After some days spent at the beach, paddle boarding, more fishing and just enjoying staying at our base camp in Smoky Bay, it was time to go out and explore some more! We headed into Streaky Bay which is around 50 minutes from Smoky Bay to check out the town, have pub feed and go explore Murphy’s Haystacks. Streaky Bay was a beautiful town to walk around and explore, there is places to camp here, places to stock up on supplies and fuel too. We then headed to the local Hotel Motel for a cold one and a “pub” feed, wow this place had a lot of character and the view of the Bay was very impressive. Time to keep on rolling to head 30 minutes out of Streaky Bay to explore the boulders known as Murphy’s Haystacks. A small donation of $2 per adult and $5 per family via an honestly box is asked as it’s located on farm. Take a walk around and explore these pink granite boulders that were formed 1500 million years ago. Murphy’s Haystack had all different shaped and shades of boulders that had a uniqueness to each formation as well as a lot of history behind them. A picnic area, toilets and camping are available at Murphy’s Haystack’s if you want a country feel but still be close to coast of the Eyre Peninsula and enjoy a sunset or sunrise over the boulders that are surrounded by lush farmland.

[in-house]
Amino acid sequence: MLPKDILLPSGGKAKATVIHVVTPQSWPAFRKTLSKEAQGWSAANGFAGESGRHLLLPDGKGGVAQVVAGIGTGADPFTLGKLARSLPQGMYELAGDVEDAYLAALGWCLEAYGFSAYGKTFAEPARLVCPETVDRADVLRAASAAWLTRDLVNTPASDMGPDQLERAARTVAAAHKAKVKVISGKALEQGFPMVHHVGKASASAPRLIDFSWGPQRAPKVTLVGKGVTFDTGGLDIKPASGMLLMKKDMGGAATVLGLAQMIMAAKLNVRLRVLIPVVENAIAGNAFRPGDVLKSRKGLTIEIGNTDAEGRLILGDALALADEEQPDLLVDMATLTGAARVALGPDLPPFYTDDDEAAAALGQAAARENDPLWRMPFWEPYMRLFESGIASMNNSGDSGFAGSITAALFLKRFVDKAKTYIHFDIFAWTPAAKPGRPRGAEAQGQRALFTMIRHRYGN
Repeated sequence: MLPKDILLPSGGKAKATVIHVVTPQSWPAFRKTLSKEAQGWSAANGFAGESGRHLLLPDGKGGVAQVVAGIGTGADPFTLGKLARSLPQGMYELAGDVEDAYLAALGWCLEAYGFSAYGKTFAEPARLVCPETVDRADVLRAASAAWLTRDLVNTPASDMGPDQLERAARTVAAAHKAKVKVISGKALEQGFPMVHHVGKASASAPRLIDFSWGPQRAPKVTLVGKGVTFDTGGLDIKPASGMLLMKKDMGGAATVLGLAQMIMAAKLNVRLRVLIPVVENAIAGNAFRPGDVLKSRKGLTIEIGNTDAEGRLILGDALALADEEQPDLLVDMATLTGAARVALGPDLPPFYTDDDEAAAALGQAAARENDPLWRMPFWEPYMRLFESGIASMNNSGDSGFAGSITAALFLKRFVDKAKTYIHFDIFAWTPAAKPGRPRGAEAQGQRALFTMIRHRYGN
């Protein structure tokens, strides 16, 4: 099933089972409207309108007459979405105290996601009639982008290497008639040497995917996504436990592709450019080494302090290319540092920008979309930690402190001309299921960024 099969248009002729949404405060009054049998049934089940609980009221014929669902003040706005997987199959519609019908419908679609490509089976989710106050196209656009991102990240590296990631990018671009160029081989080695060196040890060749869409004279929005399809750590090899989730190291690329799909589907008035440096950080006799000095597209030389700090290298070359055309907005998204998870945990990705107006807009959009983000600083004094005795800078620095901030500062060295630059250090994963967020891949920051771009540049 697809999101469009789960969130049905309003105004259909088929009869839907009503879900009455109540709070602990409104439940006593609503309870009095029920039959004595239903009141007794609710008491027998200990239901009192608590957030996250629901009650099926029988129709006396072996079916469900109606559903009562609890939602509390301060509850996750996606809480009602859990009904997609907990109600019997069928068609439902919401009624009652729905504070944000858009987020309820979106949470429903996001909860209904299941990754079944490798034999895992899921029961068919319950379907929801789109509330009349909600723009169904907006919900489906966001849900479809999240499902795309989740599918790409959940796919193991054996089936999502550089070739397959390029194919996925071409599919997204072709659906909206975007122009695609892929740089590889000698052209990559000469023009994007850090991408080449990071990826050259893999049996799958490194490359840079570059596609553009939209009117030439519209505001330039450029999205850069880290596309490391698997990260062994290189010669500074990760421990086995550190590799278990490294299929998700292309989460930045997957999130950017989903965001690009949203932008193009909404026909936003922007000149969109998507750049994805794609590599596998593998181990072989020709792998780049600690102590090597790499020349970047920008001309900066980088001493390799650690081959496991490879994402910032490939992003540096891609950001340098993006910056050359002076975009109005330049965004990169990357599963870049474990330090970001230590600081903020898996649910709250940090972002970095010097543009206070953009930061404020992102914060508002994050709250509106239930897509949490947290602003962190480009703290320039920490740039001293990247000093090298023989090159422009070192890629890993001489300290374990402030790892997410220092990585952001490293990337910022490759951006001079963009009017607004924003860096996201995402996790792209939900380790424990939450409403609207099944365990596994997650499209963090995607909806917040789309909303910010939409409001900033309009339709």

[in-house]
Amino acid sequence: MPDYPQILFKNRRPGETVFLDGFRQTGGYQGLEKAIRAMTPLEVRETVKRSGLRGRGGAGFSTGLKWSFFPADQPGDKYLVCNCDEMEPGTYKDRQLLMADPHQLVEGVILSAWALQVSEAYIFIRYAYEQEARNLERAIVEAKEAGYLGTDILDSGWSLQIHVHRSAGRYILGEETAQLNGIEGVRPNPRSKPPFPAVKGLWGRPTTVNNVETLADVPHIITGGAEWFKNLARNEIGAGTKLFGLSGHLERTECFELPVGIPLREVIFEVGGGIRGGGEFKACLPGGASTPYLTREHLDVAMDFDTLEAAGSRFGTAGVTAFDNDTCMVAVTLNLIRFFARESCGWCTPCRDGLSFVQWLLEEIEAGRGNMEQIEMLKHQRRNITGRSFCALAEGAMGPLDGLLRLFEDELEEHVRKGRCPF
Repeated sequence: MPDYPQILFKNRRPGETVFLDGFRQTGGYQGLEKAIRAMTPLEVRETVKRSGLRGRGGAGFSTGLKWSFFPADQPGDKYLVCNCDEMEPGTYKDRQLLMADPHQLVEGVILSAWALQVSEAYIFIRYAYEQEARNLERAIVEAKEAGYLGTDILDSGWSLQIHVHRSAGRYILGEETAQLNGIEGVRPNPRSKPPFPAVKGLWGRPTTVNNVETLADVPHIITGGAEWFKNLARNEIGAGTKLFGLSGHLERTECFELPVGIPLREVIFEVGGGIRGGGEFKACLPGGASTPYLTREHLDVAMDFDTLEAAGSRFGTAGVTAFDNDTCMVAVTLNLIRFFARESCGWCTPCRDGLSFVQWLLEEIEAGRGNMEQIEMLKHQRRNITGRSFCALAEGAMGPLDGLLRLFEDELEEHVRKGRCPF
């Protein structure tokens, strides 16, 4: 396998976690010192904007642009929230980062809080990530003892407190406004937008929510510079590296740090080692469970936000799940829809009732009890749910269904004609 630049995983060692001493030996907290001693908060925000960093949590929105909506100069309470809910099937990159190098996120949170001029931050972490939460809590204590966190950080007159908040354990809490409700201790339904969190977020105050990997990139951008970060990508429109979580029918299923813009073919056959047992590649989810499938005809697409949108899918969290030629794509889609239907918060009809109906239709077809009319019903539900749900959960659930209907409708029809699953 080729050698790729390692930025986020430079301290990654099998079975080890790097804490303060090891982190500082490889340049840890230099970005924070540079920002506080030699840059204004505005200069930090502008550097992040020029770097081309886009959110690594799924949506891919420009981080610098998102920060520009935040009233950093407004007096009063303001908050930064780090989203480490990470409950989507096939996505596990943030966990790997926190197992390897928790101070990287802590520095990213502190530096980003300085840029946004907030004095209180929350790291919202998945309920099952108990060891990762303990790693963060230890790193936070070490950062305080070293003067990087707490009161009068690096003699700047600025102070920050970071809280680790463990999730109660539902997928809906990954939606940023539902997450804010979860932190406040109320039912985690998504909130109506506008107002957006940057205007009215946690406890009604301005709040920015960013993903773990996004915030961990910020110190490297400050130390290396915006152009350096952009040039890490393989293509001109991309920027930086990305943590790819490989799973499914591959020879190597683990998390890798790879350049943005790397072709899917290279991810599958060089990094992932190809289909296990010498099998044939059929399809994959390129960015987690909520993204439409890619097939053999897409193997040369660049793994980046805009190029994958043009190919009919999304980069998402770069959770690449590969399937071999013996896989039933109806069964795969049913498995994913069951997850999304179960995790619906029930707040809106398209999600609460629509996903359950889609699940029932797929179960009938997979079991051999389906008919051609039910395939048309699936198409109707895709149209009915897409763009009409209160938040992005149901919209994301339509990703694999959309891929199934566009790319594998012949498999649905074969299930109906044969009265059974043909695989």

The final location we explore in part one of Eyre Peninsula are The Granites, located only 15 minutes out of Streaky Bay. The car park is located along the cliff line of this coast and the view of The Granites and surf break out the back is one for the photo album. Take a walk down some steps whilst taking in the ocean air to an epic surf break for all the surfers out there or take a dip and snorkel in the lagoon style rockpools or simply just soak in the sun and embrace this breath-taking spot. The 10 days we spent in Smoky Bay were nothing short of amazing, the adventures we had in this time as well as the places we explored, the new people we met had has thinking – this is living! What a way to kick off the trip and now time to adventure on to our next location for our trip, stay tuned for part two of the Ultimate guide to the Eyre Peninsula from Trip on Wheels!